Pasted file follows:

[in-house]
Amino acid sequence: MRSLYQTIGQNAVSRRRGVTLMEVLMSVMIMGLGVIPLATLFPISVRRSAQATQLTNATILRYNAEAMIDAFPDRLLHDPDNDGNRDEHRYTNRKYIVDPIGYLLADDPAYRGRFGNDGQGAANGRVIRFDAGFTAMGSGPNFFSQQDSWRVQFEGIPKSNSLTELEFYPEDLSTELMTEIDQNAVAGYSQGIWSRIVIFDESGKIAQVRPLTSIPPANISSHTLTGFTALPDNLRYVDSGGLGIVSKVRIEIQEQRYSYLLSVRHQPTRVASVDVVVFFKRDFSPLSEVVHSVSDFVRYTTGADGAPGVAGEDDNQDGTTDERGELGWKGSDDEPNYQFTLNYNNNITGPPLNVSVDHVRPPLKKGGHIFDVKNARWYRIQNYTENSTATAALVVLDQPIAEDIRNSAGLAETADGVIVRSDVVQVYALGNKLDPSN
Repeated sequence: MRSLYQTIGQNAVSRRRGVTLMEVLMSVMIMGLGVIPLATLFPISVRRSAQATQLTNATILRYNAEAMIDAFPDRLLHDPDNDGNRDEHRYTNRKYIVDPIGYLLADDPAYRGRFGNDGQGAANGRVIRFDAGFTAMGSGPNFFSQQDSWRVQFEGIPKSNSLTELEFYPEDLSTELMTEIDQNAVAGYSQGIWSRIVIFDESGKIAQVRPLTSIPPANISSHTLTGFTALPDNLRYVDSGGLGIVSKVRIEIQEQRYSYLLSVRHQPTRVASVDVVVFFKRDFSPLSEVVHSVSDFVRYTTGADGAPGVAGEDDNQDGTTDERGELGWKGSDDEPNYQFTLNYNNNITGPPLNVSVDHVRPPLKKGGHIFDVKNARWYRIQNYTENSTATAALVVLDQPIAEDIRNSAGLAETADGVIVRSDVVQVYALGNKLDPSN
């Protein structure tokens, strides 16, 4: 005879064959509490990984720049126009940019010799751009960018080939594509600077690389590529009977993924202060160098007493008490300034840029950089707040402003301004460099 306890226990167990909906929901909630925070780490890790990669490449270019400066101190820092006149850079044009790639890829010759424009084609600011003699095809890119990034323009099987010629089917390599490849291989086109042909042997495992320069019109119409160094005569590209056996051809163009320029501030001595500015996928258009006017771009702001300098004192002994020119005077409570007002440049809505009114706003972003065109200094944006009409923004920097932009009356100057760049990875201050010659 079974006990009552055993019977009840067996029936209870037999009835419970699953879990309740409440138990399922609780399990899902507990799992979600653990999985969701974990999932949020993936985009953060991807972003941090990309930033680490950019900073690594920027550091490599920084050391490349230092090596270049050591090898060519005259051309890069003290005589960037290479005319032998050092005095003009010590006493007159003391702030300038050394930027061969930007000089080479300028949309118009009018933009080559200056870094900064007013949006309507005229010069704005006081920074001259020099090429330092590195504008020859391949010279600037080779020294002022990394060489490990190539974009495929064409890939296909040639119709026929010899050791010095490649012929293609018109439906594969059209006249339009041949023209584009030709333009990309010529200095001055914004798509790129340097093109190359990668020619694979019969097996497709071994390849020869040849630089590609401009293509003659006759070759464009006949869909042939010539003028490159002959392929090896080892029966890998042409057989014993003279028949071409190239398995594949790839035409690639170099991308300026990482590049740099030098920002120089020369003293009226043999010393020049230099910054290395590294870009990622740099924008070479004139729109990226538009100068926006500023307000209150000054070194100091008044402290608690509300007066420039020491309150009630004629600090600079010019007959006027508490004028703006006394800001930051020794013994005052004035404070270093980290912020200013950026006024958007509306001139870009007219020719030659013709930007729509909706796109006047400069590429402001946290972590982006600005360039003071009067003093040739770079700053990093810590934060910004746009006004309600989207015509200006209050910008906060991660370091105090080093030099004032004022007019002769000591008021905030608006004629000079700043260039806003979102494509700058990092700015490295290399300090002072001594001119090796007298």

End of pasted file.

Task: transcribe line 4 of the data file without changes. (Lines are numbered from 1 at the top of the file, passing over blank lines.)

């Protein structure tokens, strides 16, 4: 005879064959509490990984720049126009940019010799751009960018080939594509600077690389590529009977993924202060160098007493008490300034840029950089707040402003301004460099 306890226990167990909906929901909630925070780490890790990669490449270019400066101190820092006149850079044009790639890829010759424009084609600011003699095809890119990034323009099987010629089917390599490849291989086109042909042997495992320069019109119409160094005569590209056996051809163009320029501030001595500015996928258009006017771009702001300098004192002994020119005077409570007002440049809505009114706003972003065109200094944006009409923004920097932009009356100057760049990875201050010659 079974006990009552055993019977009840067996029936209870037999009835419970699953879990309740409440138990399922609780399990899902507990799992979600653990999985969701974990999932949020993936985009953060991807972003941090990309930033680490950019900073690594920027550091490599920084050391490349230092090596270049050591090898060519005259051309890069003290005589960037290479005319032998050092005095003009010590006493007159003391702030300038050394930027061969930007000089080479300028949309118009009018933009080559200056870094900064007013949006309507005229010069704005006081920074001259020099090429330092590195504008020859391949010279600037080779020294002022990394060489490990190539974009495929064409890939296909040639119709026929010899050791010095490649012929293609018109439906594969059209006249339009041949023209584009030709333009990309010529200095001055914004798509790129340097093109190359990668020619694979019969097996497709071994390849020869040849630089590609401009293509003659006759070759464009006949869909042939010539003028490159002959392929090896080892029966890998042409057989014993003279028949071409190239398995594949790839035409690639170099991308300026990482590049740099030098920002120089020369003293009226043999010393020049230099910054290395590294870009990622740099924008070479004139729109990226538009100068926006500023307000209150000054070194100091008044402290608690509300007066420039020491309150009630004629600090600079010019007959006027508490004028703006006394800001930051020794013994005052004035404070270093980290912020200013950026006024958007509306001139870009007219020719030659013709930007729509909706796109006047400069590429402001946290972590982006600005360039003071009067003093040739770079700053990093810590934060910004746009006004309600989207015509200006209050910008906060991660370091105090080093030099004032004022007019002769000591008021905030608006004629000079700043260039806003979102494509700058990092700015490295290399300090002072001594001119090796007298």